Thought leaders at this roundtable agreed that investors are unable to manage a day-to-day level of control of their real estate investment, as they are not capable to manage directly the asset. Managers need to maintain a certain degree of flexibility to be able to respond to changing conditions. They should not, however, be given free rein. Any change in strategy for a given type of investment decision should require the approval of key LPs. Furthermore, these LPs should be given the option to withdraw their investment if the fund approach changes significantly. Skilled managers remain key to a successful fund strategy. However, new checks and balances must be put in place to safeguard investors' interests.

These thought leaders also agreed that the traditional fund management model fails to properly align the incentives of investors and managers, as well as those of different investors. Many investors seek to influence fund management at the strategic level. They want to see managers invest directly and significantly in the projects they take on. A manager's stake must be large enough that, if performance deteriorates, they would risk significant losses and have a disincentive to walking away.

There is a clear need to align the incentives of multiple investors. Fund partners frequently change, and new partners may not share the same goals and objectives as the incumbents. It is also important to establish and decide upon barriers to entry and exit in advance. This way, the initially established goals and objectives will remain the same unless the market dictates change and all incumbents agree.

Topic 3: Which markets and sectors offer investors the best opportunities in the euro area crisis environment?
Outcome: Germany, the UK, core cities, offices and retail appear to be the best opportunities in Europe today

A third group of investors and managers was asked to identify the best opportunities in today's euro area. The group agreed that core assets remain important and are preferred by institutional investors. The best investment opportunities continue to be found in Germany and the UK , core cities, offices and retail. Some thought leaders suggested that funds must further diversify across core markets.

In the midst of current market turmoil, investors can find opportunities in alternative markets and strategies. The first recommendation was to diversify further by moving away from core assets to B/B+ office space in outer London or even second-tier cities such as Manchester. The second recommendation was to target luxury hotel development in Turkey. There is significant demand for luxury hotel rooms in Istanbul due to the country's increased tourism and strong economy. The third recommendation was to look to emerging Eastern European countries such as Poland or Albania. Even though most institutional investors have yet to consider these markets, their growth prospects are very strong and their governments are becoming increasingly stable.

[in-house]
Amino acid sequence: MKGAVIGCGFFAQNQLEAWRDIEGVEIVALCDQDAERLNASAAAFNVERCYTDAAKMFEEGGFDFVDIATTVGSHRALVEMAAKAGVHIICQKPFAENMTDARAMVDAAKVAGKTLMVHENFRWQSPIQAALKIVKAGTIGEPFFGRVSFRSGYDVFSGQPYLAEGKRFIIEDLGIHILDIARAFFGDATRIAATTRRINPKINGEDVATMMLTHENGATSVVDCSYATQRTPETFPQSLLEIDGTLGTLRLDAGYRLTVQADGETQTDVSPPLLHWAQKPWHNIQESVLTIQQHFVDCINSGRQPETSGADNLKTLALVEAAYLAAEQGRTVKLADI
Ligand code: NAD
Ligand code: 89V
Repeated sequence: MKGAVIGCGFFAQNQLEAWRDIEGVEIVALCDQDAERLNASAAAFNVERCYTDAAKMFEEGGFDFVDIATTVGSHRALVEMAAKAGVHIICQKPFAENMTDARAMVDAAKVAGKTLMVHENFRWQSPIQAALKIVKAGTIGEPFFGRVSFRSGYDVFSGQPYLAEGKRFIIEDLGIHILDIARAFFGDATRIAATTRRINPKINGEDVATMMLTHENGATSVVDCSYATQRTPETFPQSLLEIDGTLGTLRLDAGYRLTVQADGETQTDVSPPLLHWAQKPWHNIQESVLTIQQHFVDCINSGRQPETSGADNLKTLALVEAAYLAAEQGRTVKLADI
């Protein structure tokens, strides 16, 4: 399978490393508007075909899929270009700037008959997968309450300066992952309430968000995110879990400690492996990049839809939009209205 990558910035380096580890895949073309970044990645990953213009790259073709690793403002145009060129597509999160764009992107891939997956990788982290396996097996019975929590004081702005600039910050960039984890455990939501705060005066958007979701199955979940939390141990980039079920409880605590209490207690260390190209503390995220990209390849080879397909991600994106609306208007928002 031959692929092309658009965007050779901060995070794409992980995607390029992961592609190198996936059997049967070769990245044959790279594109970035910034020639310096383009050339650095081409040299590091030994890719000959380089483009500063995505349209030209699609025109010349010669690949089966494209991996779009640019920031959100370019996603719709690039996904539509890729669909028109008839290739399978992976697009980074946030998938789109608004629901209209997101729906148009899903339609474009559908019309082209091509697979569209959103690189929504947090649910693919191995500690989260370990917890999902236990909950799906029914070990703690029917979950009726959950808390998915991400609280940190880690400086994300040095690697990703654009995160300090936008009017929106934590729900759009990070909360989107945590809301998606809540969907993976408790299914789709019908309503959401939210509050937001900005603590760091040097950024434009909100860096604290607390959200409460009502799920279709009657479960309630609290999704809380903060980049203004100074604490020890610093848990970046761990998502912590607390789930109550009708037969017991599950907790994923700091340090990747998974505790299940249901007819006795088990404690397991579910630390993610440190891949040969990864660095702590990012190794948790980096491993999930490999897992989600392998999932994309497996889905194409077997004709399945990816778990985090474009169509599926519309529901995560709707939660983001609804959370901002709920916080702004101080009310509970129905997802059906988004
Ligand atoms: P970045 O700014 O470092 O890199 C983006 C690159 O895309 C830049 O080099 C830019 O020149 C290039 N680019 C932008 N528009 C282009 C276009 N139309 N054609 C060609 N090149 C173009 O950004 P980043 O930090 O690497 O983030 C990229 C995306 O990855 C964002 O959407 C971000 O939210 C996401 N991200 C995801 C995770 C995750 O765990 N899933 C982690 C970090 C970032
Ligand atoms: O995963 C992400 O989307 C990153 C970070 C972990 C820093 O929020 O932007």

Topic 4: Blind pool funds: Do they have a future?
Outcome: Blind funds will function as an important class for niche and opportunistic investments

The future of blind pools was the focus of a fourth roundtable.
The term ‘blind pool' means different things to different institutional investors. An overarching characteristic is that blind pool funds are raised without first committing to specific deployment plans and properties. Investors are provided only with a broad strategy and portfolio mix. There will always be a place for blind pool funds so defined in the investment menu. Blind pools are better equipped to capitalise on niche markets. Given the fund's nature, it must rely heavily on trust and time-tested relationships between LPs and GPs. Due diligence and transparency are paramount throughout the fund life. In the current environment, whether the blind pool model is a sensible way to invest depends strongly on the target market.

Current blind pool structures tend to fall within the category of short-term investments (less than five years), and can vary in monetary size. Blind pools are unique in the way they can flexibly meet the demands of very different investors. For some, this could mean extending the duration to longer-term investments. For others, this could mean more LP influence and direct representation. Overall, the roundtable group agreed that blind pools should not be used for core investments, but rather as vehicles of choice for opportunistic niche investments. This should translate into a dynamic form of blind pools that change in duration and size based on particular markets and investment strategies.

It is very important to outline fund goals clearly. Before the recent downturn, leverage was often used to boost returns and increase fund management performance. Basing performance on return created a system that encouraged risk taking. To guard against a similar drift in the future, it will be important to change performance metrics and management compensation.

Topic 5: Can value still be found in core assets?
Outcome: A global flight to quality has caused compression of cap rates, but core investments remain safe and reliable.

A fifth group of thought leaders tackled the perennial question of whether value can still be found in core assets. Has the flight to prime real estate quality that followed the crisis run its course?

Regarding the prospects for core assets, the conversation first focused on the meaning of ‘core'. Does it refer to a building in a core location? Or a new trophy building in terms of construction quality, value, and size? A building with stabilised income? These are three possible definitions. Semantics issues, core prospects also vary greatly across locations. For example, core assets can be difficult to find in Northern Europe because of a lack of construction and willingness to sell by current holders.